One of my favorite things in the world is old maps of the planet Mars, like the one Neville shows Mr. Jones.
Until the 1970s, it was widely believed that Mars was a planet much like Earth, though considerably older. The astronomers who first studied its red face were under the impression that they could see a network of canals running across its surface, waterways that no doubt connected crumbling, decadent cities. The idea that there were intelligent beings living on Mars–beings much more advanced than humanity–was obvious to everyone.
If only it were true.
The canals never existed, of course. They were a creation of the popular imagination, and in fact of mistranslation. Giovanni Schiaperelli, the Italian astronomer, made a wonderful map of Mars during the “Great Opposition” of 1877. He named several features of the planet, identifying them as seas and continents. He noticed what appeared to be long, straight features which he named canali. The word in Italian means “channels”, but when his works were translated into English, they were called “canals”. And thus a wonderful dream was born.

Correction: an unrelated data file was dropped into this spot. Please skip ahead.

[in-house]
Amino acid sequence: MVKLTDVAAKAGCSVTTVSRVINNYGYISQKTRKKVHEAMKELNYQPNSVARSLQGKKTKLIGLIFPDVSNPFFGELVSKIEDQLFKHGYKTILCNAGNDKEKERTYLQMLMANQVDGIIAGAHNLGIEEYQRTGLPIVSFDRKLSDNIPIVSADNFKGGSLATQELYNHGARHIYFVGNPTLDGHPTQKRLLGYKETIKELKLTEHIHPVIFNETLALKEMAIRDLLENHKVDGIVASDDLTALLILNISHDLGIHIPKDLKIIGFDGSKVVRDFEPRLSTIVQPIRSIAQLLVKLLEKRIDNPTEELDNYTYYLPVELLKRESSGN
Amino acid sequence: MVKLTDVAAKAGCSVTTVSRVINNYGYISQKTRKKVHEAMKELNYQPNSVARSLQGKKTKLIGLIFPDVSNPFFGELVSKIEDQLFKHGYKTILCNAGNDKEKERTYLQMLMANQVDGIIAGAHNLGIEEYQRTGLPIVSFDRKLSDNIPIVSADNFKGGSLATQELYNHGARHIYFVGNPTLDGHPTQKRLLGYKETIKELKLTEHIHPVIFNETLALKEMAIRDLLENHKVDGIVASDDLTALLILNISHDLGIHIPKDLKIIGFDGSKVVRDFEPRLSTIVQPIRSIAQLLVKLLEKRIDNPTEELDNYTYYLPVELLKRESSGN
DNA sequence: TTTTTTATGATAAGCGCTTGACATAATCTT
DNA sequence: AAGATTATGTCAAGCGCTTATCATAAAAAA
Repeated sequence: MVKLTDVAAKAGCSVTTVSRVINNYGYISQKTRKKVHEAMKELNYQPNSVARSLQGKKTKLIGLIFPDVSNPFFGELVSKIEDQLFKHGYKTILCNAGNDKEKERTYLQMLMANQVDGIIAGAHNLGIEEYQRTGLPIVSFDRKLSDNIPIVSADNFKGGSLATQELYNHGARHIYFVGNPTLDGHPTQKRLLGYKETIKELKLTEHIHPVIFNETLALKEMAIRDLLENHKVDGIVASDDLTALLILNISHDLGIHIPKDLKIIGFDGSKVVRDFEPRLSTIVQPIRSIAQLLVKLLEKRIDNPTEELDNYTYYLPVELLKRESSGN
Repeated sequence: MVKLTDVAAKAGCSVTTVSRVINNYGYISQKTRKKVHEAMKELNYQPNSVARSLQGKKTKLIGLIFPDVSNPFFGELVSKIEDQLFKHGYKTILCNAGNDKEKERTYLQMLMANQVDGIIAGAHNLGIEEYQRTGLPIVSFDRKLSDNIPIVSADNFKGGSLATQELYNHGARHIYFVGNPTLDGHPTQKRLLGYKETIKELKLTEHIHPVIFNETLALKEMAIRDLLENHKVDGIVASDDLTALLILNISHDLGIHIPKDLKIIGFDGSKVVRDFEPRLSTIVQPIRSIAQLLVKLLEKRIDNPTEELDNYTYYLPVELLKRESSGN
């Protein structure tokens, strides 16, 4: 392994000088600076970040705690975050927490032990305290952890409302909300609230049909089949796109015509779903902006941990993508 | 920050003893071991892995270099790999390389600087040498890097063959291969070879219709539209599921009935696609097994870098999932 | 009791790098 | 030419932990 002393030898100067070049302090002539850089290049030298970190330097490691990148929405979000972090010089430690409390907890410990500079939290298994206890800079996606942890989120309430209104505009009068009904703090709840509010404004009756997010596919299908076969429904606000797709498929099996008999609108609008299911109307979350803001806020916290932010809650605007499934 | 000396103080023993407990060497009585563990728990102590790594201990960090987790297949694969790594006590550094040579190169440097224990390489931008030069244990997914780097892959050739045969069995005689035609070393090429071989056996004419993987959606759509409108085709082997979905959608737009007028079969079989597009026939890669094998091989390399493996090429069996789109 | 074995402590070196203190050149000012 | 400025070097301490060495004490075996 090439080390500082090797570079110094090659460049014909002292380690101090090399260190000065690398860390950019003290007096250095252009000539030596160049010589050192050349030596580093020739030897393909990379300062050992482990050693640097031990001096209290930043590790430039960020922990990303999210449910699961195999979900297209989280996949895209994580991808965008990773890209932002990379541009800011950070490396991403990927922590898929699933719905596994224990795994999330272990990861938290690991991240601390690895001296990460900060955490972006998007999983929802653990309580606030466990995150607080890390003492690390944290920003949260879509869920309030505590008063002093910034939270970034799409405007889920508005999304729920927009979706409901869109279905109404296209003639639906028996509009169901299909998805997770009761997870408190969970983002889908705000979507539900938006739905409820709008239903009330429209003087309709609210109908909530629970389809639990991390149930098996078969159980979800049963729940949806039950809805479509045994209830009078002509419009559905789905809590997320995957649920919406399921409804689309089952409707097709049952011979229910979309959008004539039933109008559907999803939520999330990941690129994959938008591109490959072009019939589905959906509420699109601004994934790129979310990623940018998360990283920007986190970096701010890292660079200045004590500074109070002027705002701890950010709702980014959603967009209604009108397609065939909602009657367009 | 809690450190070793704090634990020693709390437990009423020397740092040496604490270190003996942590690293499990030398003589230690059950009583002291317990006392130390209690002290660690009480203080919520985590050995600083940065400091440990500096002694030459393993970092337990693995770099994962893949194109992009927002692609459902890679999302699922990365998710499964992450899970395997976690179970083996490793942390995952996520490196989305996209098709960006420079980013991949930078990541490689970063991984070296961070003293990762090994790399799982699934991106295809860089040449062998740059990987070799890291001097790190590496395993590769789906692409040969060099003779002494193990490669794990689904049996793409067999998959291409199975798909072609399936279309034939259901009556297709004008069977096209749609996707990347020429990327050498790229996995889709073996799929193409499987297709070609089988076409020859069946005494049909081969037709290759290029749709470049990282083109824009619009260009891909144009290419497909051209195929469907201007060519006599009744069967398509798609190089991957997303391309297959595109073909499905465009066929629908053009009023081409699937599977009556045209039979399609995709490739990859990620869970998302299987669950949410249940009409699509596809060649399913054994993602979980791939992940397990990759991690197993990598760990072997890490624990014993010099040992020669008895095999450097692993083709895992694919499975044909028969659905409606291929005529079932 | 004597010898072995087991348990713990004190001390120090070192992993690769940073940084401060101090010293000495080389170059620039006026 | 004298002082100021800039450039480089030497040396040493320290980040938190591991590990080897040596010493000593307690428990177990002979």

Schiaperelli never intended to suggest that what he saw was anything but a natural feature. Canals, though, are made things. They are constructed by intelligent beings. And from this simple translator’s error, the existence of Martians followed ineluctably.
Without this mistake, we would not have the tripods of War of the Worlds. We would not have the Heliumite Martians of Edgar Rice Burroughs. And a young David Wellington might never have begun to dream of other worlds, or of their strange inhabitants. If you enjoyed Episode Three, please note this. People make translation errors all the time. Usually they’re annoying, sometimes they’re harmful.
Sometimes they create magic.